Multi-head attention is appealing for its ability to jointly extract different types of information from multiple representation subspaces. Concerning the information aggregation, a common practice is to use a concatenation followed by a linear transformation, which may not fully exploit the expressiveness of multi-head attention. In this work, we propose to improve the information aggregation for multi-head attention with a more powerful routing-by-agreement algorithm. Specifically, the routing algorithm iteratively updates the proportion of how much a part (i.e. the distinct information learned from a specific subspace) should be assigned to a whole (i.e. the final output representation), based on the agreement between parts and wholes. Experimental results on linguistic probing tasks and machine translation tasks prove the superiority of the advanced information aggregation over the standard linear transformation.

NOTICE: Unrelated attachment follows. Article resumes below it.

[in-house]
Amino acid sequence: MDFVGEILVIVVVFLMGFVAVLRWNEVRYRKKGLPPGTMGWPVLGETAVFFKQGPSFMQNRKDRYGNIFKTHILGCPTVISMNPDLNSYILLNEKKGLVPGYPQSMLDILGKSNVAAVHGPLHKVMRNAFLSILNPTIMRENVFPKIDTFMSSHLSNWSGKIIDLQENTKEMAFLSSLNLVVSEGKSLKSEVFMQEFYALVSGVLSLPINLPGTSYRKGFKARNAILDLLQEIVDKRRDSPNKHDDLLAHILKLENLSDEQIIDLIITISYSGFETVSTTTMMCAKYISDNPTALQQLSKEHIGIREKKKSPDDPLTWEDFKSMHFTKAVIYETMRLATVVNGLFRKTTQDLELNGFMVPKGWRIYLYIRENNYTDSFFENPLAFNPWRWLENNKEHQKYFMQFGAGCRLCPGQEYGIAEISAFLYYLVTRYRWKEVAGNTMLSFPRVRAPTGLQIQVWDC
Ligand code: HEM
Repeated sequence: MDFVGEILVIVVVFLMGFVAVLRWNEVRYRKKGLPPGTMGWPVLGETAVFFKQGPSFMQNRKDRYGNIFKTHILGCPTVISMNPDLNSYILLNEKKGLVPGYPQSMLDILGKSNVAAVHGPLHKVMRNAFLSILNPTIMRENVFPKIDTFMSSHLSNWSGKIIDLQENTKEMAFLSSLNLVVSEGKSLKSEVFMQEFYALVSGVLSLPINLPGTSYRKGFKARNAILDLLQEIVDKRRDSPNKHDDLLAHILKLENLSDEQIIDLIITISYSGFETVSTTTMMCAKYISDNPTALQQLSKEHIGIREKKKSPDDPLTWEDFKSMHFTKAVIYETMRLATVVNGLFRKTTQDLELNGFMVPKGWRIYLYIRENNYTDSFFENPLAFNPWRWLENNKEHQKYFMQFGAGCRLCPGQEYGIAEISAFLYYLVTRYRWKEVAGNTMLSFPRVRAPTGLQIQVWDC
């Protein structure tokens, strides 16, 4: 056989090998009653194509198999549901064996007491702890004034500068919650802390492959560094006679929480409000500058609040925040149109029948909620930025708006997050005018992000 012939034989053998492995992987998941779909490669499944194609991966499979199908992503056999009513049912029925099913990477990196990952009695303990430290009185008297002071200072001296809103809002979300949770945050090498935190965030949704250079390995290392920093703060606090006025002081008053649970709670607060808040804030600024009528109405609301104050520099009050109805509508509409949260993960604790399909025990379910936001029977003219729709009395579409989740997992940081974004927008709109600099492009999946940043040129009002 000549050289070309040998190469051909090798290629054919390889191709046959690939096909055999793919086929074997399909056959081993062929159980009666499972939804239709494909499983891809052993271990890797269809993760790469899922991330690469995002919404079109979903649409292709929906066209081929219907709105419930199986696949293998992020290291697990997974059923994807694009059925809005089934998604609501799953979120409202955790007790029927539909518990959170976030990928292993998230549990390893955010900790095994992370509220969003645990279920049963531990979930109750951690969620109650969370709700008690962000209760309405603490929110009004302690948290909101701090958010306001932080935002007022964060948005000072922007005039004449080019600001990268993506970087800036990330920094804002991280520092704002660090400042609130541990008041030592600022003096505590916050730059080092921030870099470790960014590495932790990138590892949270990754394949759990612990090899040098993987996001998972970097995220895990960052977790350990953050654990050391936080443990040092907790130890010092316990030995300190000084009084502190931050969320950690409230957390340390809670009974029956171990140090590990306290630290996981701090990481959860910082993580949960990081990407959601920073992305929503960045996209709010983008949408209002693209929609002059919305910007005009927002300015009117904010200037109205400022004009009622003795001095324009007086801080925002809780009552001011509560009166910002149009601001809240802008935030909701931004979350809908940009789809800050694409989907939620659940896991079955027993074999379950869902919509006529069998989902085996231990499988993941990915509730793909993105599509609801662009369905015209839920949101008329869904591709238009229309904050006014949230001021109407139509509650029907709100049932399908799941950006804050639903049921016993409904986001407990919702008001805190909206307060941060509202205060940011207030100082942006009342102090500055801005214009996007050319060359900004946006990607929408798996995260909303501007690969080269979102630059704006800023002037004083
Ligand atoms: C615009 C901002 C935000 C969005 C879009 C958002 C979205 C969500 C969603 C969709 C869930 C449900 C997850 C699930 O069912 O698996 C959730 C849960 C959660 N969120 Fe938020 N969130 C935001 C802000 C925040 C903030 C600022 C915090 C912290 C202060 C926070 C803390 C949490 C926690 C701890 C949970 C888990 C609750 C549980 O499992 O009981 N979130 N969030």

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Multi-Head Attention with Disagreement Regularization
Jian Li | Zhaopeng Tu | Baosong Yang | Michael R. Lyu | Tong Zhang
Proceedings of the 2018 Conference on Empirical Methods in Natural Language Processing

Multi-head attention is appealing for the ability to jointly attend to information from different representation subspaces at different positions. In this work, we introduce a disagreement regularization to explicitly encourage the diversity among multiple attention heads. Specifically, we propose three types of disagreement regularization, which respectively encourage the subspace, the attended positions, and the output representation associated with each attention head to be different from other heads. Experimental results on widely-used WMT14 English-German and WMT17 Chinese-English translation tasks demonstrate the effectiveness and universality of the proposed approach.